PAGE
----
Now, to answer some of your concerns, I can see why you are concerned. Quite frankly, there are ALOT of condo developments going on all throughout Charlotte and the surrounding areas. They're like the newest, hottest things on Earth since the concept of urban planning has been involved. And it's no wonder that given the exorbitant land prices these days in Uptown and the surrounding areas that developers are building higher, larger, and grander in hopes to outbeat its competitors. Now, it's been talked about many times that developers have done all their research on the Charlotte market prior to their announcement of building condos and high rises, but have they? Honestly, I don't think they do enough.

Basically, what they are saying is that they expect the Downtown living population to double in a few years, quadruple in a decade, and Uptown Charlotte to be THE place to live for many years to come? Really? On what basis do they base those analysis from? Do they not understand that basics of numbers? It's much easier to double from 5000 to 10000, but are you telling me that it's just as easy to double from 10000 to 20000 and so forth? Come on, give me a break. Then, what about the economics of the city. How are they to know what Charlotte will be like 5 years from now. At Charlotte's crime rate growth vs. population growth, we are in trouble. If the streets of Downtown become dangerous to walk your dogs and let your children play on, what makes you think people will ABSOLUTELY HAVE to want to live in Uptown Charlotte. Then, you got the housing markets, the lenders, the local economic activities...I can go on and on.

Point of the matter is, we just DON'T KNOW. Nobody knows. Charlotte can grow 50% or it can become stagnant, who knows? If you are worried about your deposit at Met because you're not sure whether you can hold it for a few years after you buy it, then I'd suggest you just lose the deposit and take it as a learning lesson in investing. This is a risk in investing in anything, and if you don't have reserves, then you could potentially be shooting yourself in the foot. No, I'm not trying to be harsh to you, but rather, inform you of the risks involved in buying into real estate. I've seen people around me do it all the time and crash and burn at the end because they didn't plan for the "what ifs" and only looks at what they "dreamed" to have.

Reality is, there are LOTS of condos and will ONLY get much more expansive in the next few years...yes, you are correct on that one. As for competition, who knows? If Charlotte is able to bring in a mass exodus of new people from different places of the world, then you should be ok. Another thing I always consider is parking. I will say that one advantage (maybe, because I don't know what Met permits) you may have over Uptown is the parking issue. I know several friends who've purchased in Uptown only to find themselves stuck there and lonely because none of their friends want to come see them there. There are just no places to park, and if you do find one, you have to pay for it (sometimes even have your car towed away!) Buyers ALWAYS consider that, and if you don't offer parking spaces not only for yourself and your spouse, but additional spaces for guests and family members, good luck selling your place. I've got a friend who has one of the very first high-rise living units in Uptown (not going to name it) but he's been trying to sell his penthouse unit for over a year now, no takers. He's even moved out because it drove him crazy as no one wanted to visit him. He's also got 2 dogs that were miserable and couldn't go anywhere. Oh, and parking? 2 spaces, and you'd have to wait 2 mins just for the stupid gate to open while your car is hanging out in the middle of a busy intersection! 1 year, 4 showings (switched 5 agents along the process too!), no offers, asking price below his original purchase and still no sale.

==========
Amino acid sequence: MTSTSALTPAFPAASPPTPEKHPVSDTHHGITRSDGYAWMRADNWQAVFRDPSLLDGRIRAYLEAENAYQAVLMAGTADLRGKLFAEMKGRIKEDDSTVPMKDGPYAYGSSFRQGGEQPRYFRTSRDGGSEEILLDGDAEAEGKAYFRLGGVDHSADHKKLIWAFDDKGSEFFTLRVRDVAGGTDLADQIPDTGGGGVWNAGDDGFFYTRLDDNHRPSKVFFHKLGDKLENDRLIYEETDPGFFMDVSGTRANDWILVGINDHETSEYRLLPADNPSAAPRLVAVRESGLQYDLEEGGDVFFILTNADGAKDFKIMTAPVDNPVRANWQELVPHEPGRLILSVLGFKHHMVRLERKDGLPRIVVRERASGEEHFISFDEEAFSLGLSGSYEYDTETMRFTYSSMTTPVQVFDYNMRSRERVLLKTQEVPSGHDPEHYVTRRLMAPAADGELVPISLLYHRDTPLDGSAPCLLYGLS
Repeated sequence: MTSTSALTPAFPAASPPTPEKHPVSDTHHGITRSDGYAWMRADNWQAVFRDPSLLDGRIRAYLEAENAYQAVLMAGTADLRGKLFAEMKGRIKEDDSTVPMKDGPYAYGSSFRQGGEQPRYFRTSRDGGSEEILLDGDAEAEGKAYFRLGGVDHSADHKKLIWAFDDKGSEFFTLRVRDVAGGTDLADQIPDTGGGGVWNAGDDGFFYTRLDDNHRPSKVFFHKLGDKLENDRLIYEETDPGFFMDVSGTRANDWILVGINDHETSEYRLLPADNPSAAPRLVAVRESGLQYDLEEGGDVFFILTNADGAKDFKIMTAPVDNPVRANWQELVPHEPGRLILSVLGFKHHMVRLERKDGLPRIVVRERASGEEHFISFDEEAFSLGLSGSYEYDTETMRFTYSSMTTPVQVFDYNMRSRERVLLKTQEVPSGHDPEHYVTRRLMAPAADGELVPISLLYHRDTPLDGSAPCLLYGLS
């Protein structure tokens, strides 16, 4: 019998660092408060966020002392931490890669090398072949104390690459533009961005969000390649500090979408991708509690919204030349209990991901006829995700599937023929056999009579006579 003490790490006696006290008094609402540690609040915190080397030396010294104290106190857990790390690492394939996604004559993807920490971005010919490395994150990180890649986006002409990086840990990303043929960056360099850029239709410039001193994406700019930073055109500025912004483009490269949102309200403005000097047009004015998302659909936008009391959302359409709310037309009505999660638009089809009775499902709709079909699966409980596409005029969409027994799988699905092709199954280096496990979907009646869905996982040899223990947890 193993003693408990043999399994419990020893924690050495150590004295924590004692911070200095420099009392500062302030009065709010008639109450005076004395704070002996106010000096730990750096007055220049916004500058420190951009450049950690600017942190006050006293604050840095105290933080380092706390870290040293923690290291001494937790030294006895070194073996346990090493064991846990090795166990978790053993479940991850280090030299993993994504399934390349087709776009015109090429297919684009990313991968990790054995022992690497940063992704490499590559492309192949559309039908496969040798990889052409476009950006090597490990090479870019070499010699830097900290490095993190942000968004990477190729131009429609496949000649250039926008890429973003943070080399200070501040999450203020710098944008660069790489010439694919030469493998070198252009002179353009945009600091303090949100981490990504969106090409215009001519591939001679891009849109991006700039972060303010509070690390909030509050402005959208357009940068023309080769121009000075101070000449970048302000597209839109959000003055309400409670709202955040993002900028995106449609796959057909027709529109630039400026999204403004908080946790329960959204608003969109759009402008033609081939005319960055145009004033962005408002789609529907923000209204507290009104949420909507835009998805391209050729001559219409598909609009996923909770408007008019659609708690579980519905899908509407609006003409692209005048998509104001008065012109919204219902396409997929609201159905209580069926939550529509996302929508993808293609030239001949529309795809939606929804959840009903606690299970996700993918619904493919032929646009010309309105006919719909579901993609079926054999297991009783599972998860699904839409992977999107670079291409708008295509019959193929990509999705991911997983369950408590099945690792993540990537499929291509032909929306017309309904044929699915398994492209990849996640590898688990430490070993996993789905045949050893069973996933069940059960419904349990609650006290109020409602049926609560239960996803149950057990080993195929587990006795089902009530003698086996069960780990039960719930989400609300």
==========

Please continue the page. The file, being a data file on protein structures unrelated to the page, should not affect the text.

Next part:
That's why I am telling you, plan to live at the place you're buying because no one, not even renters will save you in a market that is quickly changing. Good luck to you.

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I'm wondering about the competition / future market value for the Met Midtown project.

I have committed to buying a unit and I'm nervous that there is getting to be WAY too much competition.

It might be a tough sale in a couple of years.

I live in a condo in a mixed-use development.

Some people just don't like uptown and so there might be less demand for condos outside uptown but there is also a much lower supply. As long as the price you're paying per square foot isn't outside the uptown/SouthPark/South Boulevard range, and as long as you're prepared to hold onto it for a few years and live in it, don't sweat it. Your condo will be near Queens Road and Myers Park, which would help (beats South Boulevard), and I'd think that a retail center with a good store mix (Target, Best Buy plus some others?) would be more appealing than a Lowe's, since wouldn't people be looking for day-to-day conveniences? On the other hand, I'd think that light rail would be a big plus for the Lowe's, unless people are concerned about the "riff raff" that could come up on the light rail.

Edited by mallguy